Please understand that this is an adjacent course that was very poorly presented to us. I did consult the few notes I have and also searched google before posting it. But I found nothing except what I already wrote. Also, there are so many notation used in the courses found on google that make it quite hard for a person who had little to do with this to understand or make connections with other courses found. I firstly very wrongfully misinterpreted the fourier derivation property and gave the first commenter and the two downvoters the impression of an undocumented question, based on the mistakes found in my other posts. (I wouldn't have guessed that the integration formula I am using is wrong if I hadn't posted it here). I wasn't looking for a full solution to the presented question, but a suggestion, which, by looking now at the answer given I don't see how could I had found it by myself.

I have the following signal for which amplitude and phase spectrums have to be computed:

enter image description here

This exercise also has a solution which begins by deriving the signal twice.

Next, they say the spectral density function for the given signal is:

$$X(j\omega)=\dfrac{X''(j\omega)}{(j\omega)^2} $$

I do not understand where this comes from. I thought of using the derivative property of the Fourier transform :

$$x''(t) \Leftrightarrow (j\omega)^2X(j\omega) $$

But from here I'm lost. Also, can this property be applied to this signal or it only applies to irregular signals?

I have the following signal for which amplitude and phase spectrums have to be computed:

enter image description here

This exercise also has a solution which begins by deriving the signal twice.

Next, they say the spectral density function for the given signal is:

$$X(j\omega)=\dfrac{X''(j\omega)}{(j\omega)^2} $$

In my attempt to figure out how did they get to that, I found the derivative property of the Fourier transform in the few pages of notes I have(there should be an F above the equivalency sign):

$$x''(t) \Leftrightarrow (j\omega)^2X(j\omega) $$

It looks quite a lot to what they have, but I do not know what do from here. Also, can this property be applied to this signal or it only applies to irregular signals?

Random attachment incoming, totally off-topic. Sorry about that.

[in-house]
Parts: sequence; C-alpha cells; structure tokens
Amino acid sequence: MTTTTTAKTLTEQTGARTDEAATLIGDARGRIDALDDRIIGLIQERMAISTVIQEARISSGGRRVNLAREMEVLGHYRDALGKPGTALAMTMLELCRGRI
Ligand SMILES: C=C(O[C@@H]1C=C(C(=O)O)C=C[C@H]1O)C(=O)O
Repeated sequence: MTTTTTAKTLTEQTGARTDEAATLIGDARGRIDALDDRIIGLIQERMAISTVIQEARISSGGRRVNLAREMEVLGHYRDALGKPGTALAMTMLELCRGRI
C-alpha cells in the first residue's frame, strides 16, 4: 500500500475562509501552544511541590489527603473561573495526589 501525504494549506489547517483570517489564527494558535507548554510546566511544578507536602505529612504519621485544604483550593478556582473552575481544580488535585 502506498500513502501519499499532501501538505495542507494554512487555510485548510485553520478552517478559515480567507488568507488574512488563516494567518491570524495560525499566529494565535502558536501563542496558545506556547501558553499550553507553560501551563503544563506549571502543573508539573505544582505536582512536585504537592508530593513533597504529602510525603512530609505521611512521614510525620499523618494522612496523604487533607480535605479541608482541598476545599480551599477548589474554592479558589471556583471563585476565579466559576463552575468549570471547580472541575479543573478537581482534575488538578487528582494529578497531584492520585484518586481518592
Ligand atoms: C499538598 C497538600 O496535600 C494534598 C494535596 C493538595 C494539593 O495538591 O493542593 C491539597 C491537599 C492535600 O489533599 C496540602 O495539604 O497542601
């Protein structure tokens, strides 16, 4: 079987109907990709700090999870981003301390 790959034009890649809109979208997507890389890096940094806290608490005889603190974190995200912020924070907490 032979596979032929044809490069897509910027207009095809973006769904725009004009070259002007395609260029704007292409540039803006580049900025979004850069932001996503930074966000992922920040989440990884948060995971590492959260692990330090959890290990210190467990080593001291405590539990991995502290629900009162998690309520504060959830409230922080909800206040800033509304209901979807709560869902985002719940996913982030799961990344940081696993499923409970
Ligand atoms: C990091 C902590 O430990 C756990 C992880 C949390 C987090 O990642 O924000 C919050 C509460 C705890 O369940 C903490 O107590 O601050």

Please understand that this is an adjacent course that was very poorly presented to us. I did consult the few notes I have and also searched google before posting it. But I found nothing except what I already wrote. Also, there are so many notation used in the courses found on google that make it quite hard for a person who had little to do with this to understand or make connections with other courses found. I firstly very wrongfully misinterpreted the fourier derivation property and gave the first commenter and the two downvoters the impression of an undocumented question, based on the mistakes found in my other posts. (I wouldn't have guessed that the integration formula I am using is wrong if I hadn't posted it here). I wasn't looking for a full solution to the presented question, but a suggestion, which, by looking now at the answer given I don't see how could I had found it by myself.

4 Made it look more decent...
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I have the following signal for which amplitude and phase spectrums have to be computed:

enter image description hereenter image description here

This exercise also has a solution which begins by deriving the signal twice.

Next, they say the spectral density function for the given signal is:

enter image description here$$X(j\omega)=\dfrac{X''(j\omega)}{(j\omega)^2} $$

I do not understand where this comes from. I thought of using the differentionderivative property of the Fourier transform :

enter image description here. $$x''(t) \Leftrightarrow (j\omega)^2X(j\omega) $$

But from here I'm lost. Also, can this property be applied to this signal or it only applies onto irregular signals?

I have the following signal for which amplitude and phase spectrums have to be computed:

enter image description here

This exercise also has a solution which begins by deriving the signal twice.

Next, they say the spectral density function for the given signal is:

enter image description here

I do not understand where this comes from. I thought of using the differention property of the Fourier transform

enter image description here.

But from here I'm lost. Also, can this property be applied to this signal or it only applies on irregular signals?

I have the following signal for which amplitude and phase spectrums have to be computed:

enter image description here

This exercise also has a solution which begins by deriving the signal twice.

Next, they say the spectral density function for the given signal is:

$$X(j\omega)=\dfrac{X''(j\omega)}{(j\omega)^2} $$

I do not understand where this comes from. I thought of using the derivative property of the Fourier transform :

$$x''(t) \Leftrightarrow (j\omega)^2X(j\omega) $$

But from here I'm lost. Also, can this property be applied to this signal or it only applies to irregular signals?

3 deleted 38 characters in body